Workplace Design Must Go Beyond Fun and Games Experts Say During Interior Design’s Talk at Penn1
Move over gaming tables, employees trekking into the office today are seeking more than a round of ping pong. So what exactly do they want? Interior Design editor in chief Cindy Allen recently brought together four esteemed design professionals for a lively discussion at Penn1 in Manhattan to find out.
“The goofiness of the stuff we were trying before, I think that’s finished,” shared Jennifer Kolstad, global design and brand director at the Ford Motor Company as she sat perched atop a chair, microphone in hand. “When we are together, it’s to have meaningful connections with people and do meaningful work.”
Sheryl Connelly, chief futurist at Ford Motor Company, nodded in agreement and referenced the local artwork and calming vibe in Ford’s new experience center. “When I go into that space, it feels like an investment in me as an individual—there’s something that it really gives back to the employees,” she said. “If a brand wants to be seen as innovative but they don’t have the environment to match then they are stifling creativity.”
So how do architects and designers envision spaces that resonate on such a personal level for the many individuals it impacts? One idea involves thinking outside the box—literally. Kolstad established what she calls a “Think Tank” coalition comprised of people whose expertise extends beyond her own. Scientists, health and wellness experts, as well as a connection at NASA came together to discuss the impact of neurology (brain and physiology), psychology (behavior), and anthropology (culture) on the built environment.
“The Think Tank was unprecedented in terms of the scale of the group and the vastness of expertise,” Kolstad said. “We need human scientists. We will not try and answer a question without the perspective of neurologist, behavioral psychologist, and anthropologist.” This is especially important for identifying blind spots within the project, Connelly added. “The deeper the expertise, the more likely the person is going to see barriers,” she said.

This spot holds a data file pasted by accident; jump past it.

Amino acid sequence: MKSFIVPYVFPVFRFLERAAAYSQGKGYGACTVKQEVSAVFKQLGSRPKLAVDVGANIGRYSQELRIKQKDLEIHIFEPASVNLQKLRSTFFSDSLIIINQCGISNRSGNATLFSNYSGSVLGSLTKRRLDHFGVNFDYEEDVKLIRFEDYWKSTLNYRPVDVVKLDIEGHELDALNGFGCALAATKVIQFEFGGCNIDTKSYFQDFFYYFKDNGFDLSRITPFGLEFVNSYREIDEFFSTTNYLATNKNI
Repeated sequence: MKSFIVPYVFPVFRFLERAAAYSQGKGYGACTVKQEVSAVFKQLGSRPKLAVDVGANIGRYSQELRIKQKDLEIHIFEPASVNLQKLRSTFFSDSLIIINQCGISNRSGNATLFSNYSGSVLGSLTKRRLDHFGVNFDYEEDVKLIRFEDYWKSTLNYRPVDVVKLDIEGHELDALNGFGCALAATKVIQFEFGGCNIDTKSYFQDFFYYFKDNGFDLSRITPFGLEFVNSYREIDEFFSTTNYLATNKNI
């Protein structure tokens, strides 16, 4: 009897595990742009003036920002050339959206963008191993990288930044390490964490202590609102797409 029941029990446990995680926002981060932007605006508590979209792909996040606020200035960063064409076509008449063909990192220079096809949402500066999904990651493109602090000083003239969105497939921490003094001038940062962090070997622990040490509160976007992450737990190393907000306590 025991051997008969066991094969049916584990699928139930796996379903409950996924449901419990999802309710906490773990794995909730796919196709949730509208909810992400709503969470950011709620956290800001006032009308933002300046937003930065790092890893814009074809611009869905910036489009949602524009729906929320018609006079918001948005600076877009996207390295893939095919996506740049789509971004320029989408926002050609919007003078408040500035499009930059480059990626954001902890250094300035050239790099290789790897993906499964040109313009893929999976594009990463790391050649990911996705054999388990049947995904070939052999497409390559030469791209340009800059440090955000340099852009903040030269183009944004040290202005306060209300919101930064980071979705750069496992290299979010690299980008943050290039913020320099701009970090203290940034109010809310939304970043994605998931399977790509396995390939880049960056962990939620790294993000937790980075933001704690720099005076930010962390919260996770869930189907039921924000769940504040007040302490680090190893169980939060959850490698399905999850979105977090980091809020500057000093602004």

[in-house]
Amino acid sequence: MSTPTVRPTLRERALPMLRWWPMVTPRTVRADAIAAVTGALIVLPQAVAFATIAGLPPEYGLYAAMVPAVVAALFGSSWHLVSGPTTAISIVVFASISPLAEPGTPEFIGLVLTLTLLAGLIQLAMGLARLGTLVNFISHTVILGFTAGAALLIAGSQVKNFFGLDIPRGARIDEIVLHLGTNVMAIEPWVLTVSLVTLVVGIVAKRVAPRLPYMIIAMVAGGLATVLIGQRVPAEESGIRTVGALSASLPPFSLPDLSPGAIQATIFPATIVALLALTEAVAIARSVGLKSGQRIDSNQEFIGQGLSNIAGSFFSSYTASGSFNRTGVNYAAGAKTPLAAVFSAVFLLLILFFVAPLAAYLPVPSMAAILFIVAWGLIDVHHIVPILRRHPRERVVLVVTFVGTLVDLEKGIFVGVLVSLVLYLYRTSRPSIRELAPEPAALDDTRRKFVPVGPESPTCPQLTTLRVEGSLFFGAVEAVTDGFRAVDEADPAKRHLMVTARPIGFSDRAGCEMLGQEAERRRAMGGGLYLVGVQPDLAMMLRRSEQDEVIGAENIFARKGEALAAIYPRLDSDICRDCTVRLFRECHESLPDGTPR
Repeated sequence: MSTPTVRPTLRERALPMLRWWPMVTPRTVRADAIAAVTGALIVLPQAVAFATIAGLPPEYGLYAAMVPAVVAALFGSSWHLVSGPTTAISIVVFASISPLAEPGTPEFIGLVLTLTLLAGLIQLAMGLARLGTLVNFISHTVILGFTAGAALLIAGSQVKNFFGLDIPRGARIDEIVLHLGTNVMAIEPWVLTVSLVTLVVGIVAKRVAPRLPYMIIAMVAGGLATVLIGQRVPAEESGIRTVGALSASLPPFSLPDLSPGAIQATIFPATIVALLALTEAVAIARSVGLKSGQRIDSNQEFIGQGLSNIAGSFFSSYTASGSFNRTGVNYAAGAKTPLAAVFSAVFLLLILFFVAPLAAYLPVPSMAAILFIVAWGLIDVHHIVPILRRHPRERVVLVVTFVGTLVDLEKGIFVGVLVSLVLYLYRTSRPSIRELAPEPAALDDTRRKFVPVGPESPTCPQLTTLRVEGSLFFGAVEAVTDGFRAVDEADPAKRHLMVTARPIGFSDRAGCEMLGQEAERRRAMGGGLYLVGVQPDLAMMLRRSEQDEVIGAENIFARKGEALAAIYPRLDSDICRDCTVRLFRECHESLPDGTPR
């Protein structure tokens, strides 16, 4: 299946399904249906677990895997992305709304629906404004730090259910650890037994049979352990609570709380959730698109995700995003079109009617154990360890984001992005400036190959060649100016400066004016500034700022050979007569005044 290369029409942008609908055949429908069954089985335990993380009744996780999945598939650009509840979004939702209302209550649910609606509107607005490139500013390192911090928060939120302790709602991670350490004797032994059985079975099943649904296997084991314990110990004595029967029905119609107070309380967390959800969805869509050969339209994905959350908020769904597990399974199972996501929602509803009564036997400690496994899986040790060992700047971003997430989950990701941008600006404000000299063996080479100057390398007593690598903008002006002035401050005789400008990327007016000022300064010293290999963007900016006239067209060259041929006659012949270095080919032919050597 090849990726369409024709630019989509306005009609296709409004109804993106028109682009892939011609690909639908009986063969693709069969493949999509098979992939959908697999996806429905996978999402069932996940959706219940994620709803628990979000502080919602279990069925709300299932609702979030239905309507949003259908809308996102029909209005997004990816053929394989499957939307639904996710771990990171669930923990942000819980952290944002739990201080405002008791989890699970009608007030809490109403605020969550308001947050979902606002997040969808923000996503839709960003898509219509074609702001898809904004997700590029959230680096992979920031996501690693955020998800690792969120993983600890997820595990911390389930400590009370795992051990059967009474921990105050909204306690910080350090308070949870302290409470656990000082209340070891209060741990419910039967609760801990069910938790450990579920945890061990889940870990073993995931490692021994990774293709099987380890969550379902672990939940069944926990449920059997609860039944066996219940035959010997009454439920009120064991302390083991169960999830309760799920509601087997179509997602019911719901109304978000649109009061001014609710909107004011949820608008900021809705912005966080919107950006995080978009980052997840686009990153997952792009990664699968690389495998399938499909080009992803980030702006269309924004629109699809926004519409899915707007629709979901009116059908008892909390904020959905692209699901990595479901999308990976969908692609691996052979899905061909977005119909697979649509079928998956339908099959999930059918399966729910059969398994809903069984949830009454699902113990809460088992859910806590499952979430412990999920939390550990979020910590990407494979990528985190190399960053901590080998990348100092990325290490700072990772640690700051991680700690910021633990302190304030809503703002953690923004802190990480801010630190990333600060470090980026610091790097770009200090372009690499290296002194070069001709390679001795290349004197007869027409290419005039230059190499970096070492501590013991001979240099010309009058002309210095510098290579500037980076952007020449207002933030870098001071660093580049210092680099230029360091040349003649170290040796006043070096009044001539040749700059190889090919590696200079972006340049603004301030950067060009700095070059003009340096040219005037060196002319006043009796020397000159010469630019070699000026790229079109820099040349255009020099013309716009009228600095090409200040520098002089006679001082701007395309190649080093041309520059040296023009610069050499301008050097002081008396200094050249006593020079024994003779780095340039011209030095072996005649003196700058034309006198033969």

Another key aspect of Kolstad’s process involves creating guiding principles, which are agreed on by all involved in bringing a space to life. With principles such as “life is movement” and “wellness as the pursuit of positives” top of mind and others for the Ford project, every design decision had to further said goals, keeping the team on track. “Let’s restate design objectives from a place of human,” urged Kolstad. “I encourage all of you to build a team like that, it really changes the perspective of your work.”
Up next, Peter Knutson, chief strategy officer at A+I, and Andy Bird, co-chief creative officer at creative agency, Le Truc/Publicis Groupe, joined Allen to discuss ways to maximize technology during the design process—especially when it comes to forming human connections, near and far.
For example, Bird showed an ad campaign for TikTok developed by his team that managed to generate unmatched engagement without showing a single TikTok video. Instead, the agency used word bubbles—just that those that captivate us via text or screen captions—to catch viewers’ eyes. It’s this kind of thinking that, similar to Kolstad’s Think Tank, needs to extend into the realm of design.
“The future of the workplace is fluid,” said Knutson. “As long as the core rationale for why we’re building a space stays in mind and we understand what designing for, we’ll always find a secondary solution to any challenge.” And solving problems is exactly what designers do best.
As Allen asserted: “When we talk about the future of workplace, that’s something that impacts every single one of us and in order to be innovative and do something different, we have to talk to each other.”
A big thank you to our event partner, Garden on the Wall.
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